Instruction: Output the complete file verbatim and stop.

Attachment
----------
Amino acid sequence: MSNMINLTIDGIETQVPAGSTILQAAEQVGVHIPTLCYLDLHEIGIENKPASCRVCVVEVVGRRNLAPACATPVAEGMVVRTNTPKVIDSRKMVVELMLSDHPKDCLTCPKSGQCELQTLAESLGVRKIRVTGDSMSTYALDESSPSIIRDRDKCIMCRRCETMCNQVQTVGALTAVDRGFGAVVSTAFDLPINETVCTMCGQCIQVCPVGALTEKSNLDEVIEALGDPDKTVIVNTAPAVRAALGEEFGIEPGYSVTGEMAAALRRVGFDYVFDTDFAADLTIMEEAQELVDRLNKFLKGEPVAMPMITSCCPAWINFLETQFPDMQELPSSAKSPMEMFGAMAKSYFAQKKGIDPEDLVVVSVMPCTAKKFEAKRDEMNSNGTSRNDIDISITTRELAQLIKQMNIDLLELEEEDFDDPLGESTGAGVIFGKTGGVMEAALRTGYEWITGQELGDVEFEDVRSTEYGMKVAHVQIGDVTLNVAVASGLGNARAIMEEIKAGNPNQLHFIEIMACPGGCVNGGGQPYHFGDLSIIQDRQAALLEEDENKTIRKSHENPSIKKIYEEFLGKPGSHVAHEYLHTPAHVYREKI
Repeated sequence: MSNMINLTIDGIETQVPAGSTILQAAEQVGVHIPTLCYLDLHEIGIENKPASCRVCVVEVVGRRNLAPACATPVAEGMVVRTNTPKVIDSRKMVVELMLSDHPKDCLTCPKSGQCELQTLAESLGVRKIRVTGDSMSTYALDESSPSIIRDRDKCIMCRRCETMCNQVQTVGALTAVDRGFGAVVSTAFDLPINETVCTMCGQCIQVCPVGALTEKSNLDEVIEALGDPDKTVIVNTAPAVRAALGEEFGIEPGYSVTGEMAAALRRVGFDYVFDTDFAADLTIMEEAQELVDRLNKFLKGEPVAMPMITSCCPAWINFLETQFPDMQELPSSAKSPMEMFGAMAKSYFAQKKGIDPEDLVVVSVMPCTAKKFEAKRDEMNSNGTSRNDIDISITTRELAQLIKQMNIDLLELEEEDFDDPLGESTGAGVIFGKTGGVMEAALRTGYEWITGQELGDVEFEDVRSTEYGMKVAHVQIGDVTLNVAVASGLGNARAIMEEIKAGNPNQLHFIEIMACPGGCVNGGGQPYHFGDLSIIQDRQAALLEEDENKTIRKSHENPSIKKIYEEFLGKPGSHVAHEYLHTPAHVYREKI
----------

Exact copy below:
Amino acid sequence: MSNMINLTIDGIETQVPAGSTILQAAEQVGVHIPTLCYLDLHEIGIENKPASCRVCVVEVVGRRNLAPACATPVAEGMVVRTNTPKVIDSRKMVVELMLSDHPKDCLTCPKSGQCELQTLAESLGVRKIRVTGDSMSTYALDESSPSIIRDRDKCIMCRRCETMCNQVQTVGALTAVDRGFGAVVSTAFDLPINETVCTMCGQCIQVCPVGALTEKSNLDEVIEALGDPDKTVIVNTAPAVRAALGEEFGIEPGYSVTGEMAAALRRVGFDYVFDTDFAADLTIMEEAQELVDRLNKFLKGEPVAMPMITSCCPAWINFLETQFPDMQELPSSAKSPMEMFGAMAKSYFAQKKGIDPEDLVVVSVMPCTAKKFEAKRDEMNSNGTSRNDIDISITTRELAQLIKQMNIDLLELEEEDFDDPLGESTGAGVIFGKTGGVMEAALRTGYEWITGQELGDVEFEDVRSTEYGMKVAHVQIGDVTLNVAVASGLGNARAIMEEIKAGNPNQLHFIEIMACPGGCVNGGGQPYHFGDLSIIQDRQAALLEEDENKTIRKSHENPSIKKIYEEFLGKPGSHVAHEYLHTPAHVYREKI
Repeated sequence: MSNMINLTIDGIETQVPAGSTILQAAEQVGVHIPTLCYLDLHEIGIENKPASCRVCVVEVVGRRNLAPACATPVAEGMVVRTNTPKVIDSRKMVVELMLSDHPKDCLTCPKSGQCELQTLAESLGVRKIRVTGDSMSTYALDESSPSIIRDRDKCIMCRRCETMCNQVQTVGALTAVDRGFGAVVSTAFDLPINETVCTMCGQCIQVCPVGALTEKSNLDEVIEALGDPDKTVIVNTAPAVRAALGEEFGIEPGYSVTGEMAAALRRVGFDYVFDTDFAADLTIMEEAQELVDRLNKFLKGEPVAMPMITSCCPAWINFLETQFPDMQELPSSAKSPMEMFGAMAKSYFAQKKGIDPEDLVVVSVMPCTAKKFEAKRDEMNSNGTSRNDIDISITTRELAQLIKQMNIDLLELEEEDFDDPLGESTGAGVIFGKTGGVMEAALRTGYEWITGQELGDVEFEDVRSTEYGMKVAHVQIGDVTLNVAVASGLGNARAIMEEIKAGNPNQLHFIEIMACPGGCVNGGGQPYHFGDLSIIQDRQAALLEEDENKTIRKSHENPSIKKIYEEFLGKPGSHVAHEYLHTPAHVYREKI